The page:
Invisibility  

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Train wreck at Montparnasse (October 22, 1895) by Studio Lévy and Sons.
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Train wreck at Montparnasse (October 22, 1895) by Studio Lévy and Sons.

Invisibility is the state of an object which cannot be seen. An object in this state is said to be invisible (literally, "not visible"). The term is usually used as a fantasy/science fiction term, where objects are literally made unseeable by magical or technological means. However, its effects can also be seen in the real world, particularly in physics.

Since objects can be seen by light in the visible spectrum from a source reflecting off their surfaces and hitting the viewer's eye, the most natural form of invisibility (whether real or fictional) is an object which does not reflect nor absorbs light (that is, it allows light to pass through it). In nature, this is known as transparency, and is seen in many naturally-occurring materials (although no naturally-occurring material is 100% transparent).

Visibility also depends on the eyes of the observer and/or the instruments used. Thus an object can be classified as "invisible to" a person, animal, instrument, etc.

Fictional use

Invisibility in fiction

In fiction, people or objects can be rendered completely invisible by several means:

  • Magical objects such as rings, cloaks and amulets can be worn to grant the wearer permanent invisibility (or temporary invisibility until the object is taken off).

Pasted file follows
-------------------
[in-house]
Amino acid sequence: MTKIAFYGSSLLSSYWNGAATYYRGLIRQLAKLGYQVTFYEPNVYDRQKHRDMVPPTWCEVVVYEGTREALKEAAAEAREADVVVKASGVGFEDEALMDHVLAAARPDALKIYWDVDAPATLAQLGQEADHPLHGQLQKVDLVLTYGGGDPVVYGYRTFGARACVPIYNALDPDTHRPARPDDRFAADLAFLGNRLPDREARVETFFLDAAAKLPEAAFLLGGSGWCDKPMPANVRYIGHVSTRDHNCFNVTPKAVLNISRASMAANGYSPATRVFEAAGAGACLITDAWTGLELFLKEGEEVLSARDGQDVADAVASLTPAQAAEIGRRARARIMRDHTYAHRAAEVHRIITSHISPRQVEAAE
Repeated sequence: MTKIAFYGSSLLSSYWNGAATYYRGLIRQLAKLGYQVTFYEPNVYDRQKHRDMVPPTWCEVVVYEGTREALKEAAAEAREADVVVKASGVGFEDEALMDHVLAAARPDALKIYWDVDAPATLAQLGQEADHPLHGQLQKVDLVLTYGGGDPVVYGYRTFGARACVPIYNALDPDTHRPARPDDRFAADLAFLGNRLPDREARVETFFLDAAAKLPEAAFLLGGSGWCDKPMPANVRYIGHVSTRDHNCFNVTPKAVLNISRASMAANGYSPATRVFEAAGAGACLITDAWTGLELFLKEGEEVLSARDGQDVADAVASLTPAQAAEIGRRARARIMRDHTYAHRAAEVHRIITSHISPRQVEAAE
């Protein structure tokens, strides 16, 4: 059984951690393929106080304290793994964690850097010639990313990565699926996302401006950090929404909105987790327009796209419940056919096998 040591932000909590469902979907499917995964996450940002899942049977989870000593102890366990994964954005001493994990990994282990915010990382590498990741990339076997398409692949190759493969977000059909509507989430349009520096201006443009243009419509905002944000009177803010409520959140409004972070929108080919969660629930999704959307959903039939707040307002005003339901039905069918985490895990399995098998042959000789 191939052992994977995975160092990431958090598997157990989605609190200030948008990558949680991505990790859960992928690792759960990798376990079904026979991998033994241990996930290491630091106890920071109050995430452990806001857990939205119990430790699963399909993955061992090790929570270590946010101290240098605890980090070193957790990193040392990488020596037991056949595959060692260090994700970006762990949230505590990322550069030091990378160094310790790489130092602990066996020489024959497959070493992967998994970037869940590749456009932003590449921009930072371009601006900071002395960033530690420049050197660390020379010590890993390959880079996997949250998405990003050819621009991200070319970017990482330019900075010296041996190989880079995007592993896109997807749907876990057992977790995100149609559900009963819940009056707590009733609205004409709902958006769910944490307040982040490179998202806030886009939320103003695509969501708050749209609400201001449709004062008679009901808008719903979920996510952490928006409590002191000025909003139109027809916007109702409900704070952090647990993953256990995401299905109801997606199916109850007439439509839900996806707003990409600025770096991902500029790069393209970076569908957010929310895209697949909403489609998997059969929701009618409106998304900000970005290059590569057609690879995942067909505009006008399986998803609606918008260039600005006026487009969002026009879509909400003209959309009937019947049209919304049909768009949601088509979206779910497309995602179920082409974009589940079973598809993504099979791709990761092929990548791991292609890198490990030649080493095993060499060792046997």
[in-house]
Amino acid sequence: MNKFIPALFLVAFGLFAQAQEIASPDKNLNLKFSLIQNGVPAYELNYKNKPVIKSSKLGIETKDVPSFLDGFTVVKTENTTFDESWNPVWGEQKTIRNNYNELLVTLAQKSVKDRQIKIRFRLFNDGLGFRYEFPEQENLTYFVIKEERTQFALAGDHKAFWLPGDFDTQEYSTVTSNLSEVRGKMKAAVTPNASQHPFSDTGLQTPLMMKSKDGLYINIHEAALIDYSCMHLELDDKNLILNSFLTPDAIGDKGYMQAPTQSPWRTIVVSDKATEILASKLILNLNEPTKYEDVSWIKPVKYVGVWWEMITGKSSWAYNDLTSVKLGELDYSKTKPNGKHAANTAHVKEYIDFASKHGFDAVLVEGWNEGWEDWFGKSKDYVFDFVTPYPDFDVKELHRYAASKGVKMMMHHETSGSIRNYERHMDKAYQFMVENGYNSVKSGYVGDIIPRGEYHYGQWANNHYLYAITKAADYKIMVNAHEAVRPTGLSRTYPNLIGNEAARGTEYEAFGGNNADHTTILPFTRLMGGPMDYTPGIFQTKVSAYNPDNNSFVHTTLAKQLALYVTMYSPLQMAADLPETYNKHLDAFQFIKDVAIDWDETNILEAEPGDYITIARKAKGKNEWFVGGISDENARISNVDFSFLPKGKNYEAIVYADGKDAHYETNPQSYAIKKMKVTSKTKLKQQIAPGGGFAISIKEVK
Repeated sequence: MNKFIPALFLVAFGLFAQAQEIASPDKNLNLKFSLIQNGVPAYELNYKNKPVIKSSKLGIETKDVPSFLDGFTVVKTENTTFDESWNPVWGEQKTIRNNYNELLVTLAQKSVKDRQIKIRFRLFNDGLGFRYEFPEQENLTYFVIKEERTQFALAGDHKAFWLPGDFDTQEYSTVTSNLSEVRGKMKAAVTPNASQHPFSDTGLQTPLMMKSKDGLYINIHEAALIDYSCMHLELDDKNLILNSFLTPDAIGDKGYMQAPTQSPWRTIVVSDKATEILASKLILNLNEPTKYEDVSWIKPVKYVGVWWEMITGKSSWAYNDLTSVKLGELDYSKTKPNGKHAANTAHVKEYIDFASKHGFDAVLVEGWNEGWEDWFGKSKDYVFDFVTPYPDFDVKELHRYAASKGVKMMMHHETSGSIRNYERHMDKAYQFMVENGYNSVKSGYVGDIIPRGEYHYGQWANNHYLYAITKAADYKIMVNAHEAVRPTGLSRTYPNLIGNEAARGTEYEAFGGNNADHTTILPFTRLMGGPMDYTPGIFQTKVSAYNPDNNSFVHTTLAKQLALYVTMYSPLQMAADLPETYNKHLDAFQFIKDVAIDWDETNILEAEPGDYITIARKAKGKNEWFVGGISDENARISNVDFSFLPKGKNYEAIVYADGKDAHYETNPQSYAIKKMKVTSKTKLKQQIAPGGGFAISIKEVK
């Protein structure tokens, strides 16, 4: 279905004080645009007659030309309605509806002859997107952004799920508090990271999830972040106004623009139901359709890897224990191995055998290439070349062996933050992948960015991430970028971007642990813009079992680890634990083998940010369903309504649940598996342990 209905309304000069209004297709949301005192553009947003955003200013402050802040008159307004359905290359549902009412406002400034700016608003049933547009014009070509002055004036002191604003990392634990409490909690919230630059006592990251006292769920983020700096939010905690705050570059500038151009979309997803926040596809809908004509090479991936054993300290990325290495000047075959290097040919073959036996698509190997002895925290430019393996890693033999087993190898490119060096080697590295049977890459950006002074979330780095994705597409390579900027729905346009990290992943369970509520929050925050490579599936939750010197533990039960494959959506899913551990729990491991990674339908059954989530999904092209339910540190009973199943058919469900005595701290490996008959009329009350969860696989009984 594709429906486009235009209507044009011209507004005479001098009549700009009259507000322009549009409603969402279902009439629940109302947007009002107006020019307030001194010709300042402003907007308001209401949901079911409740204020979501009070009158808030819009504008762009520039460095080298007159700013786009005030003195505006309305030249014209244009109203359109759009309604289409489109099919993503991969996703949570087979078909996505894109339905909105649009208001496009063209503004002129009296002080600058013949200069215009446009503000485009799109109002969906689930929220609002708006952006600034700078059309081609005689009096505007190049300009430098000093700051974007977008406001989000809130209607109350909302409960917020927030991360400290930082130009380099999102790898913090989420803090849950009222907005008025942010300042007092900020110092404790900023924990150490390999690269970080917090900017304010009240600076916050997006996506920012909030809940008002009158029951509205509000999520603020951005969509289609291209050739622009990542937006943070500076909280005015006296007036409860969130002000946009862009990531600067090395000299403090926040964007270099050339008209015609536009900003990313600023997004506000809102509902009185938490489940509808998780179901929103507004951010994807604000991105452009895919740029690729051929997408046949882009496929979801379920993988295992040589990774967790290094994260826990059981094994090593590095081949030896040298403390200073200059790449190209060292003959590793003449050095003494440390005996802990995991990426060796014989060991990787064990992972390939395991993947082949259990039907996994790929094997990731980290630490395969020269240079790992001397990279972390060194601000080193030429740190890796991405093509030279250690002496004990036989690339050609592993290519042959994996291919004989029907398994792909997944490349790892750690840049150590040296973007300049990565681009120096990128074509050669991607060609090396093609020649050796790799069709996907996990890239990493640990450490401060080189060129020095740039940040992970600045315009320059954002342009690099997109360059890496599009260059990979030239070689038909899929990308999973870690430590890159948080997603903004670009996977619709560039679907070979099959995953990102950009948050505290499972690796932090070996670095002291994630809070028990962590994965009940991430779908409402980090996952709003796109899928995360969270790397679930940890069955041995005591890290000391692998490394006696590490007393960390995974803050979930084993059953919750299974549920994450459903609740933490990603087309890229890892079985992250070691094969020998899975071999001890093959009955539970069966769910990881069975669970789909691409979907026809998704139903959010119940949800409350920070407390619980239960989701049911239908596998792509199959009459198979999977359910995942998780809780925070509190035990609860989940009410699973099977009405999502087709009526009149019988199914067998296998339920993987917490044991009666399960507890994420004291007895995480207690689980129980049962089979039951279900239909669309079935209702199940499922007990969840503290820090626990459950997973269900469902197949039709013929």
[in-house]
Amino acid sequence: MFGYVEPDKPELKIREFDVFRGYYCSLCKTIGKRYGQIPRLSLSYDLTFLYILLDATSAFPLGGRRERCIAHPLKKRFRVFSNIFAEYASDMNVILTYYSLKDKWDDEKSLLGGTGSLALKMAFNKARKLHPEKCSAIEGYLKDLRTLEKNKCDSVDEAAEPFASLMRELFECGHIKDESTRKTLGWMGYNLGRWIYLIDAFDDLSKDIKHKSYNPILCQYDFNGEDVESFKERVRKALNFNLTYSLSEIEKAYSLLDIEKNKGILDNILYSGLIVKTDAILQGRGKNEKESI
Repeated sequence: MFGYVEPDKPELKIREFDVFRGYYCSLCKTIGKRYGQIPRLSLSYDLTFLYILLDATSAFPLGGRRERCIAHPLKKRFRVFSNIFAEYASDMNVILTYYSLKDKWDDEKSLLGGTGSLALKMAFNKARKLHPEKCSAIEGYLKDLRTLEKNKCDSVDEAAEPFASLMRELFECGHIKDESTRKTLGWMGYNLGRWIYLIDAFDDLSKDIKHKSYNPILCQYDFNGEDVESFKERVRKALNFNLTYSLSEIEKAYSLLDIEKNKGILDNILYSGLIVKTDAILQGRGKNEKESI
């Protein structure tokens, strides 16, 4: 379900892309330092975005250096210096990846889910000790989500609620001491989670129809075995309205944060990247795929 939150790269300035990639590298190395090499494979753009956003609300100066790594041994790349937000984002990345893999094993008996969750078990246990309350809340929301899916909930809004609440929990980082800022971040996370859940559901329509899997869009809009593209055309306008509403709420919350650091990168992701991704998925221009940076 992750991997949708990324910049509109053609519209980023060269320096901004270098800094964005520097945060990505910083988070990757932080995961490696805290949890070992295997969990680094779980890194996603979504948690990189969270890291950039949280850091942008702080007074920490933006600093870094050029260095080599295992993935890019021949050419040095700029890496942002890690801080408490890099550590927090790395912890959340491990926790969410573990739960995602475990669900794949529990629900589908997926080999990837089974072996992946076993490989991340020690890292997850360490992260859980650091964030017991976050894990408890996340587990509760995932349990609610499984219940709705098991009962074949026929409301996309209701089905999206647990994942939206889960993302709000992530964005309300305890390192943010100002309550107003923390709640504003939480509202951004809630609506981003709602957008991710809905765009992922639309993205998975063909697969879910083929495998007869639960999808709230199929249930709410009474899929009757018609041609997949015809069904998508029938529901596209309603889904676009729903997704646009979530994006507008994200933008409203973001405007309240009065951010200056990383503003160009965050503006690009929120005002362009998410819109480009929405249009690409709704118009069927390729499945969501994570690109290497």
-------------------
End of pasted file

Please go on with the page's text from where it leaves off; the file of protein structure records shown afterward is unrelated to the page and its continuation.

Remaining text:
• Magical potions can be consumed to grant temporary invisibility.
  • Magic spells can be cast on people or objects, usually giving temporary invisibility.
  • Some mythical creatures can make themselves invisible at will, such as in some tales in which Leprechauns or Chinese dragons can shrink so much that humans cannot see them.

In some works, the power of magic creates an effective means of invisibility by distracting anyone who might notice the character. But since the character is not truly invisible, the effect could be betrayed by mirrors or other reflective surfaces.

Where magical invisibility is concerned, the issue may arise of whether the clothing worn by and any items carried by the invisible being are also rendered invisible. In general they are also regarded as being invisible, but in some instances clothing remains visible and must be removed for the full invisibility effect.

See also




Unless indicated otherwise, the text in this article is either based on Wikipedia article "Invisibility" or another language Wikipedia page thereof used under the terms of the GNU Free Documentation License; or on original research by Jahsonic and friends. See Art and Popular Culture's copyright notice.

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